Awkward, short, and sexually frustrated—it’s the perfect trifecta for Little Horribles, an amusing, painfully honest Web series that launched in late May. Created and written by Los Angeles-based director/writer/producer Amy York Rubin, who also stars as the 30-something lesbian protagonist, Little Horribles chronicles the triumphs (or lack thereof) of daily life in Los Angeles. Rubin targets triviality, the small and often overlooked moments that feel all too relatable. With just two episodes released, Little Horribles has already been described as the lesbian equivalent of Girls thanks to its honesty, its dry wit, and its self-indulgent female lead.
In the first two episodes Rubin’s character wades through an awkward morning-after with a hyper-emotional woman and addresses her coworkers LOL-abuse on Gchat. It’s part of a recent surge in gay and lesbian Web series including the popular New York-based series Anyone But Me written and created by Susan Miller and Tina Cesa Ward and The Outs written and created by Adam Goldman. But Rubin is quick to point out that Little Horribles shouldn’t be tagged as a “lesbian series.” Rather, the show is a blend of realistic, alternative perspectives featuring people not usually seen on TV.
We’re looking forward to more cringeworthy sex scenes and unpolished tirades as Little Horribles tackles the minutiae of daily life with brutal honesty and hilarity–sometimes it’s hard to tell which is which.
What has been your inspiration for the show?
My inspiration was moments in my own life where the minutiae of everyday interactions trip you up. I’m not dealing with any big horribles, like global hunger or anything, these are little horribles where the person experiencing them feels shitty but most everyone else doesn’t even notice. Plus, I’m lucky enough to have a vast canon of experiences where I look like a total ass, so I tend to pluck from that for inspiration.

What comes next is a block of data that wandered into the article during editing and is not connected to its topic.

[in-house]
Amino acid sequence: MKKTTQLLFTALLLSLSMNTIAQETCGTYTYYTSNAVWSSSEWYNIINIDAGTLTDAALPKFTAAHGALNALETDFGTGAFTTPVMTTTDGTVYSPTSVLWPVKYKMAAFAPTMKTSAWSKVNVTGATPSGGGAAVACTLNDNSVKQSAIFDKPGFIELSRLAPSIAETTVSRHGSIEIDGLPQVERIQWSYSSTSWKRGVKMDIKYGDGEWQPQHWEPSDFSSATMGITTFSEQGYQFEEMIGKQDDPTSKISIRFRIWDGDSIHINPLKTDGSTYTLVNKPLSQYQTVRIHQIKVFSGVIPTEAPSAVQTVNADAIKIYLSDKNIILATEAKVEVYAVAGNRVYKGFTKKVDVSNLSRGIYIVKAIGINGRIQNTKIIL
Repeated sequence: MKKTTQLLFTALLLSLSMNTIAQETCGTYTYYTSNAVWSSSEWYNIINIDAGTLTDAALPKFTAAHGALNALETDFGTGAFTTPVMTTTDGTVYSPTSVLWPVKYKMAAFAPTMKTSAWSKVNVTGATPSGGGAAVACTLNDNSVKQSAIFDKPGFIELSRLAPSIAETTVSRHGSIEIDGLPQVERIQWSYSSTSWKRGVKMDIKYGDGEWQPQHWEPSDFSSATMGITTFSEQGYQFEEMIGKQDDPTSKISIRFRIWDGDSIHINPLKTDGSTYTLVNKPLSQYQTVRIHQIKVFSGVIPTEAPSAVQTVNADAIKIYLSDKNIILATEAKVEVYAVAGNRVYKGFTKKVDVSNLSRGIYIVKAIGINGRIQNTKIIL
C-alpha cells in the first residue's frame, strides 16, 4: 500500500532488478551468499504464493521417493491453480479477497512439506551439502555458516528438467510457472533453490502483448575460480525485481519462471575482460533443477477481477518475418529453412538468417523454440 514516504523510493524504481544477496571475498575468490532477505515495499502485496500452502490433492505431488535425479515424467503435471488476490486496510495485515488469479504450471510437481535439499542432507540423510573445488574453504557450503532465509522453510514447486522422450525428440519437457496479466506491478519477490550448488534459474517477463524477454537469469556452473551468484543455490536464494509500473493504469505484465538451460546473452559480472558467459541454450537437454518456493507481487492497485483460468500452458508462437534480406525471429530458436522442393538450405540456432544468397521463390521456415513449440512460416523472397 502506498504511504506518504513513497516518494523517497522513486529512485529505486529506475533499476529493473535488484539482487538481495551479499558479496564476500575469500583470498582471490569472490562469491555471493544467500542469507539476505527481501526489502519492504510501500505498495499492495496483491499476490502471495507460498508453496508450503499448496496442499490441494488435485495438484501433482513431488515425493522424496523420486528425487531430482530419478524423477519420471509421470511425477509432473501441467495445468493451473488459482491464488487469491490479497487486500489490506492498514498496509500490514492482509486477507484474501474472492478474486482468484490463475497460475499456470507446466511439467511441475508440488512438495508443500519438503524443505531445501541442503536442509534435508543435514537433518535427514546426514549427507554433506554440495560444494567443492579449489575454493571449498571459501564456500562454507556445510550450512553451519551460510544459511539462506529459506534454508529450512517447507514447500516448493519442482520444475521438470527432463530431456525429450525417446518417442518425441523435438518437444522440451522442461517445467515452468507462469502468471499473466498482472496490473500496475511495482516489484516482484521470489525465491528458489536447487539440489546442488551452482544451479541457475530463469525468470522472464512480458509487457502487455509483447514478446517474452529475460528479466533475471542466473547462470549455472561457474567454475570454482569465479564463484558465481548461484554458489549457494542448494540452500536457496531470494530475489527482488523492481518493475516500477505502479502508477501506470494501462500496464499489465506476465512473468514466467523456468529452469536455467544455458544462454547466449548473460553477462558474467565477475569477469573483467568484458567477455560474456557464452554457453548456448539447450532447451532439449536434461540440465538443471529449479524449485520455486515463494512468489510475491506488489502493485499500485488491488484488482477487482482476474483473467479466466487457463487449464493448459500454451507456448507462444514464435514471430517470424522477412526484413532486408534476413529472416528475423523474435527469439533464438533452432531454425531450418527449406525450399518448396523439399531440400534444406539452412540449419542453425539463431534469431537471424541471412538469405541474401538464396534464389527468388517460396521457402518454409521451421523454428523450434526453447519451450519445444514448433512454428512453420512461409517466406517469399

There’s been a wave of Web series coming from New York. Why did you set Little Horribles in LA?
Well, I live in LA; I moved from New York, so it’s more practical to film in my own backyard, literally. I also think there’s something really interesting about the L.A. cultural scene, especially the whole lez world in Silver Lake and Echo Park. I’m still figuring it out. I don’t have any tattoos and I’m just a tad too high-energy–a bit too much of a loud asshole. But I love L.A. so much and I like the dynamic and contradiction of that personality in L.A. for the show.
Little Horribles has been called the lesbian Girls. What’s your inspiration for the show? Is Lena Dunham an influence?
I’m very much a fan of “Girls.” I think that she [Lena Dunham] pushed boundaries that needed to be pushed. I was definitely inspired and motivated by her boldness and ability to nail these little nuggets so honestly. I definitely have a different voice and different perspective. My characters are also at a very different place in their lives: not so fresh out of college and wide-eyed but still making lots of bad choices.
How long have you been working on the show?